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Sunday, 22nd November 1987

Los Angeles, CA - Media Reviews

Def Leppard @ Los Angeles Sports Arena By Daily News Of Los Angeles

Def Leppar's concert-in-the-round performance at the Los Angeles Sports Arena Sunday night, with band members hopping about the stage like jackrabbits, was thoughtfully designed to ensure that no fans had a bad view.

But musically they weren't any god seats to be had.

Fuelled by the Top 10 success of the current album, 'Hysteria', Def Leppard's weekend visit was the group's first to Los Angeles in nearly four years.

Yet, what band members brought with them - the now-cliched heavy-metal trappings of acoustic intros, menacing laser beams, double-neck guitars, fist-raising, etc. - is always in plentiful supply in local stadiums and arenas.

Still, the dancing, cheering crowd obviously liked this sort of thing.

Lead vocalist Joe Elliott's recurrent 'Whoa' was nearly always enough to get the fans overheated, Preceded by a tape of a Clint Eastwood snarl (Do I feel lucky?. Well, do ya, punk?).

The five-man band bounded out screaming and hacking out it's ear-curdling hard rock ' n' roll.

Elliott's energetic and shrill gurgling of such album radio hits as 'Rock Of Ages' and 'Photograph' were driven by the pounding, two-guitar assault of Steve Clark and Phil Collen.

This guitar playing often reached a surprising level of coherence, and sometimes even hit a solid pop groove - only to torpedo that momentum with an easy metal hook.

Such lazy playing and writing is a depressing illustration of what has happened to the harder-edge of commercial rock.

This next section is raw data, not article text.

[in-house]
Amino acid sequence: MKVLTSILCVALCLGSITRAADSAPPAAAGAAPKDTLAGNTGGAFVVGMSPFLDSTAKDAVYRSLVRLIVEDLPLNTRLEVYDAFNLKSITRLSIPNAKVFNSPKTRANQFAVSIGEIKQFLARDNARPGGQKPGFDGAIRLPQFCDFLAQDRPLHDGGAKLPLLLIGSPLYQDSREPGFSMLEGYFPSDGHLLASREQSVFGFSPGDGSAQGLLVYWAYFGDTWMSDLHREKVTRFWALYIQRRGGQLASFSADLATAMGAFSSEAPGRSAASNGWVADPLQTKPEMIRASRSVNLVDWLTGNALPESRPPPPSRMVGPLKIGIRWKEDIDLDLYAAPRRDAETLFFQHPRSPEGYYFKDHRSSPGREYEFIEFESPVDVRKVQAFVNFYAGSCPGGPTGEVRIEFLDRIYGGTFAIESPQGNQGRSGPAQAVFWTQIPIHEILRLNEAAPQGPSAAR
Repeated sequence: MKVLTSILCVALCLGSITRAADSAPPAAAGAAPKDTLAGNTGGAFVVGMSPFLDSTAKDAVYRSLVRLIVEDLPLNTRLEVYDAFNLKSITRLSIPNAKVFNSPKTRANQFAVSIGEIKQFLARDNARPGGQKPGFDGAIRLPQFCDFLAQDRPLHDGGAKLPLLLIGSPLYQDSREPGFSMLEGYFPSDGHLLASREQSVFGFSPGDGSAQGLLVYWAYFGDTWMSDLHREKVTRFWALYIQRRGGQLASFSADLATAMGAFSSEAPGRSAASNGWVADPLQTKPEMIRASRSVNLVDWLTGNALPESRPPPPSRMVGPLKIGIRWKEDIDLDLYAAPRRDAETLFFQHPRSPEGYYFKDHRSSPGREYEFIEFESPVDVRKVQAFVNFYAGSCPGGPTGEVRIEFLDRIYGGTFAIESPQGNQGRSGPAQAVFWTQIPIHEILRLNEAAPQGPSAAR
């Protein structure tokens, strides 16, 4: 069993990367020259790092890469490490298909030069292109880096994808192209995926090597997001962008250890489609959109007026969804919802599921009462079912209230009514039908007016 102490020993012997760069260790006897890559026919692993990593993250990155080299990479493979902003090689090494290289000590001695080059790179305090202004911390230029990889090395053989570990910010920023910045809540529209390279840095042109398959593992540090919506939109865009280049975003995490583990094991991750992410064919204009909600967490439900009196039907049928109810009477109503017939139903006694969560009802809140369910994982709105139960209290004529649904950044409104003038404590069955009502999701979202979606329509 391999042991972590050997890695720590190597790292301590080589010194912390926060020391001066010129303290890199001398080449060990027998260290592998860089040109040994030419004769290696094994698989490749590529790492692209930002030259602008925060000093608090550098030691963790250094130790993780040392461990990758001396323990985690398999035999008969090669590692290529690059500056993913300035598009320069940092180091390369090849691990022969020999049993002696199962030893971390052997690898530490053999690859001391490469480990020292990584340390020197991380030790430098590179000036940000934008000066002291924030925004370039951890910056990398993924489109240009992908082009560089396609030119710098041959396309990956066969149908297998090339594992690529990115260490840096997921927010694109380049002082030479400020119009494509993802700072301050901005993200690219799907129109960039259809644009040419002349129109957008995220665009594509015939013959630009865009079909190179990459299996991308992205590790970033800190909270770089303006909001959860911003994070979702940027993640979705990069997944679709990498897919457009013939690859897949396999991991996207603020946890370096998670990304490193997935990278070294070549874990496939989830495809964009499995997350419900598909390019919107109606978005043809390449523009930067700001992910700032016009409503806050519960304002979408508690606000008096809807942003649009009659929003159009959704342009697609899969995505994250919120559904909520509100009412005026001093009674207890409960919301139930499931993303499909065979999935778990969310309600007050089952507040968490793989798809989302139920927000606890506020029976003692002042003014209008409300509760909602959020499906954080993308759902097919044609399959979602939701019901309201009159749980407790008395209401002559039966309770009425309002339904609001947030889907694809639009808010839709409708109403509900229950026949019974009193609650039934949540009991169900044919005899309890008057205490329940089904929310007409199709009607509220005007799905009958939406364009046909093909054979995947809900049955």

Ten or 15 years ago, bands like Led Zeppelin and Aerosmith played creative and heartfelt music as loud and raunchy as anything being done today.

But it was a style of their own creation, performed and recorded with emotion and integrity.

Inspiring such later talents as Eddie Van Halen, and, unfortunately, much if the rest.

Polluted with monotonous guitar riffs, and empty anthems, contemporary hard rock isn't even a good copy of those early days, let alone something new.

Def Leppard, skirting cross a neon-coloured stage in jeans and tennis shoes, seemed a bit more real than its shallower cousins in spandex.

But its sound is merely a cleaner-cut and livelier version of the same stale musical tricks.

The exception to this rote performance was the drum work of Rick Allen, who lost his left arm in a car accident on New Year's Eve 1984.

Sitting center stage in a T-shirt and shorts, Allen used a combination of his right arm, feet and electronic drums to recreate the Def Leppard rhythm.

By Daily News Of Los Angeles 1987.


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